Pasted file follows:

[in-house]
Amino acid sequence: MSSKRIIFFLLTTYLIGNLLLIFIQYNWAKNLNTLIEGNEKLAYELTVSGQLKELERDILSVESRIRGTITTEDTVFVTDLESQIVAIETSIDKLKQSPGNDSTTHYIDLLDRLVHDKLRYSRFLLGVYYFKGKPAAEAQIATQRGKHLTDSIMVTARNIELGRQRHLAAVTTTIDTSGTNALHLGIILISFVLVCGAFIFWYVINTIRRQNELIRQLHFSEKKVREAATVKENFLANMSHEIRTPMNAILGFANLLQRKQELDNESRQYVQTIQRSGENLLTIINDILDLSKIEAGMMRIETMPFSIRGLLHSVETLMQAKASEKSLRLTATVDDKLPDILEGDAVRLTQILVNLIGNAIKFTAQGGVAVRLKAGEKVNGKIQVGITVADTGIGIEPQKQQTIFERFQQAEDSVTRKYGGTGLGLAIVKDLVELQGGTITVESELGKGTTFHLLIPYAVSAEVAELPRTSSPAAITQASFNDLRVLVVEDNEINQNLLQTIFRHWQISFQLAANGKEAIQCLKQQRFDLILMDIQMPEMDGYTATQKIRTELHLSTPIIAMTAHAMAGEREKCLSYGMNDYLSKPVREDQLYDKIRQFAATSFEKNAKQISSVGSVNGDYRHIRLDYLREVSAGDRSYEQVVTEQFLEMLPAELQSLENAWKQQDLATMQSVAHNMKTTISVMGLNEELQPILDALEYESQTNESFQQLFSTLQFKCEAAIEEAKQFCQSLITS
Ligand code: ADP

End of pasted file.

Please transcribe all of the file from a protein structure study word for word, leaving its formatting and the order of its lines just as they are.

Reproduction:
[in-house]
Amino acid sequence: MSSKRIIFFLLTTYLIGNLLLIFIQYNWAKNLNTLIEGNEKLAYELTVSGQLKELERDILSVESRIRGTITTEDTVFVTDLESQIVAIETSIDKLKQSPGNDSTTHYIDLLDRLVHDKLRYSRFLLGVYYFKGKPAAEAQIATQRGKHLTDSIMVTARNIELGRQRHLAAVTTTIDTSGTNALHLGIILISFVLVCGAFIFWYVINTIRRQNELIRQLHFSEKKVREAATVKENFLANMSHEIRTPMNAILGFANLLQRKQELDNESRQYVQTIQRSGENLLTIINDILDLSKIEAGMMRIETMPFSIRGLLHSVETLMQAKASEKSLRLTATVDDKLPDILEGDAVRLTQILVNLIGNAIKFTAQGGVAVRLKAGEKVNGKIQVGITVADTGIGIEPQKQQTIFERFQQAEDSVTRKYGGTGLGLAIVKDLVELQGGTITVESELGKGTTFHLLIPYAVSAEVAELPRTSSPAAITQASFNDLRVLVVEDNEINQNLLQTIFRHWQISFQLAANGKEAIQCLKQQRFDLILMDIQMPEMDGYTATQKIRTELHLSTPIIAMTAHAMAGEREKCLSYGMNDYLSKPVREDQLYDKIRQFAATSFEKNAKQISSVGSVNGDYRHIRLDYLREVSAGDRSYEQVVTEQFLEMLPAELQSLENAWKQQDLATMQSVAHNMKTTISVMGLNEELQPILDALEYESQTNESFQQLFSTLQFKCEAAIEEAKQFCQSLITS
Ligand code: ADP